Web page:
The League

Doug Farrar

Doug Farrar

A staff writer

OT's For Postseason


There's one really good way to eliminate the overtime controversy in the regular season: Eliminate regular-season overtime altogether. You play sixty minutes, and if it's all even, that's it. You had your chance, and it's a tie. From 1974 (when the current overtime rule was implemented) through 2008, 53.7 percent of teams that won the overtime toss won the game. 42.4 percent of teams that loss the toss won the game, and 3.9 percent of ties stayed that way. A 10 percent swing on the luck of a coin is pretty drastic for a league and a sport that prides itself on equal competition.

Obviously, in the playoffs, you can't leave ties alone. This is when I would use the rules that are currently being used in high school, college and the Canadian Football League. The team that wins the coin toss gets the ball first, and if they score, the other team gets a chance to tie again. Neither team is given an unfair advantage for a particularly dynamic offense, and neither defense kills the game without that team's offense being given a chance for redemption. The single best football game I've ever seen, the 2007 Fiesta Bowl between Boise State and Oklahoma, was decided in this fashion.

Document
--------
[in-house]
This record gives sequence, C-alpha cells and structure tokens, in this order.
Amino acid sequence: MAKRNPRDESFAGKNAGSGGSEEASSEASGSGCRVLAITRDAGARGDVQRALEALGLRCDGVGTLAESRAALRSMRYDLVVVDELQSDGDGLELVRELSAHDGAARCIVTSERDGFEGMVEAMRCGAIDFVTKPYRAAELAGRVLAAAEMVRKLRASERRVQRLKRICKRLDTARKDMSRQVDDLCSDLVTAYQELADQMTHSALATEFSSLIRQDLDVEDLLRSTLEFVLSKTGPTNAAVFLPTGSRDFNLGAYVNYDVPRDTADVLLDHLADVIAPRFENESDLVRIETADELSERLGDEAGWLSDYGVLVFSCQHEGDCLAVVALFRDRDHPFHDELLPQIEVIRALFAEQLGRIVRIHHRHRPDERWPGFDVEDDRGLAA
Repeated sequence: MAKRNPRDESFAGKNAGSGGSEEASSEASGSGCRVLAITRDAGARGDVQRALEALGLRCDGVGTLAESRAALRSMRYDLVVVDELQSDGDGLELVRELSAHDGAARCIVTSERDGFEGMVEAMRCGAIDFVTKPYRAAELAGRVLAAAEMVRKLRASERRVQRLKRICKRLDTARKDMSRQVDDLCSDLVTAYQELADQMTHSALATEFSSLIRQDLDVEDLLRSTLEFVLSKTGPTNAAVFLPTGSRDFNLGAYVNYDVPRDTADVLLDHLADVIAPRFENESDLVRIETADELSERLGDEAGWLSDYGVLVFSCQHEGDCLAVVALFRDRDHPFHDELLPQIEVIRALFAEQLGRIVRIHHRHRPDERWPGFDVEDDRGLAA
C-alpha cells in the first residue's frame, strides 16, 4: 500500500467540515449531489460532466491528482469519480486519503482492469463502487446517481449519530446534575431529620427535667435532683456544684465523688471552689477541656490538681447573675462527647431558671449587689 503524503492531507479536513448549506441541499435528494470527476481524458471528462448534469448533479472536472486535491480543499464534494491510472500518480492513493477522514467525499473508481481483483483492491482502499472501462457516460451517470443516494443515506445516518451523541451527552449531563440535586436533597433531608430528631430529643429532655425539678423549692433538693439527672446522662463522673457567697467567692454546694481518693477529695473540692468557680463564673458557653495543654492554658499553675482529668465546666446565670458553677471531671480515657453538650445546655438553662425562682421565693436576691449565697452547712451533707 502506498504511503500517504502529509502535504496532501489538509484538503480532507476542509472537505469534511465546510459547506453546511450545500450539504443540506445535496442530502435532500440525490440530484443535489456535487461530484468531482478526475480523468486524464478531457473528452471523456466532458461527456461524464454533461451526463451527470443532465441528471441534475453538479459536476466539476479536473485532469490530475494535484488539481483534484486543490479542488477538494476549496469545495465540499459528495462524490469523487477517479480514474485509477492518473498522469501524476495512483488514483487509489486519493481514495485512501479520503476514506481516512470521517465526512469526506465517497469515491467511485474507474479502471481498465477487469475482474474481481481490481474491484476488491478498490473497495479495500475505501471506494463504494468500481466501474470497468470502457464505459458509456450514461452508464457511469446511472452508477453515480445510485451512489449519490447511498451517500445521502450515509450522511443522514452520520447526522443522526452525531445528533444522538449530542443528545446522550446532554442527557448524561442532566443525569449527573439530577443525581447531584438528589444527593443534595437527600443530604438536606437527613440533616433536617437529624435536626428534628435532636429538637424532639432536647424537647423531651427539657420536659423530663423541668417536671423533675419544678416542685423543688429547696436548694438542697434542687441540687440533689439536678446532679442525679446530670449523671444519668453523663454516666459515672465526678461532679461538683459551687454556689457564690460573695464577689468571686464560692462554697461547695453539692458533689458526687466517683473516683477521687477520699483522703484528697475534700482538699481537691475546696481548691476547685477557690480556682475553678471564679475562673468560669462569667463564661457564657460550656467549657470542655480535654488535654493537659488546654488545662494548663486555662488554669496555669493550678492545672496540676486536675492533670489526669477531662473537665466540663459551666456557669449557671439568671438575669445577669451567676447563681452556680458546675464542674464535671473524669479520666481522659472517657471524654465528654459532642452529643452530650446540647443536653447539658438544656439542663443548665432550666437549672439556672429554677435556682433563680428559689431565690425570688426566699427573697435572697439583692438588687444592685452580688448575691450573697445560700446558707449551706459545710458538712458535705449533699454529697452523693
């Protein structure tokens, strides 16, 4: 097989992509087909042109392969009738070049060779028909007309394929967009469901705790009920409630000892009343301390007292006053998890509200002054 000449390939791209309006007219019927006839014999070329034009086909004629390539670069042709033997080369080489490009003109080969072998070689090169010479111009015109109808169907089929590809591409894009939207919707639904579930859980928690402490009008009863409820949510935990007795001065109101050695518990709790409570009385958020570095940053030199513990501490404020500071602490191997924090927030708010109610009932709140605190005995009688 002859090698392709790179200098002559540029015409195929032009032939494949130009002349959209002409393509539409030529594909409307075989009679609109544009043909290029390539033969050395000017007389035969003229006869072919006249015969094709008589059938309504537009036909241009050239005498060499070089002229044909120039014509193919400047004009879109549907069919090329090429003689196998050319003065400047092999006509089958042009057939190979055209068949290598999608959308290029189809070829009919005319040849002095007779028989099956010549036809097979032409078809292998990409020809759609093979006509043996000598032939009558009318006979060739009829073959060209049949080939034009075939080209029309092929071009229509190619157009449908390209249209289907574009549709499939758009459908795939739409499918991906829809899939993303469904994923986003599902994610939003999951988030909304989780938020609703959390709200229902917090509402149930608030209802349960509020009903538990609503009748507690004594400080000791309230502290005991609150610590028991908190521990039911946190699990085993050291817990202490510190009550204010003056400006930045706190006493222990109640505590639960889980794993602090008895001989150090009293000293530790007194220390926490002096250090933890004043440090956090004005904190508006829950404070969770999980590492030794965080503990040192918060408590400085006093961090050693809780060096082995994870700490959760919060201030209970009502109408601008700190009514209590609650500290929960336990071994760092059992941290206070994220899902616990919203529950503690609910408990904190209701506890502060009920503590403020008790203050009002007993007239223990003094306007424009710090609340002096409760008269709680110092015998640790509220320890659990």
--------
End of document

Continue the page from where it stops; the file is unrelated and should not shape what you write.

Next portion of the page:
The best way to even out the overtime inequities is to blow it out in the regular season, and add a new dramatic height in the postseason. It will be more fair to each team, and the game, both ways.

By Doug Farrar  |  March 20, 2009; 1:29 AM ET  | Category:  Doug Farrar , NFL Save & Share:  Send E-mail   Facebook   Twitter   Digg   Yahoo Buzz   StumbleUpon   Technorati  
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This is a great idea! It eliminates playing for a tie and allows teams with injuries to settle things in the alloted time.

Posted by: acorvelli2 | March 24, 2009 1:34 PM

Disagree. A tie is like kissing your sister.

Go to the college OT system.

Posted by: InTheMiddle | March 24, 2009 2:07 PM

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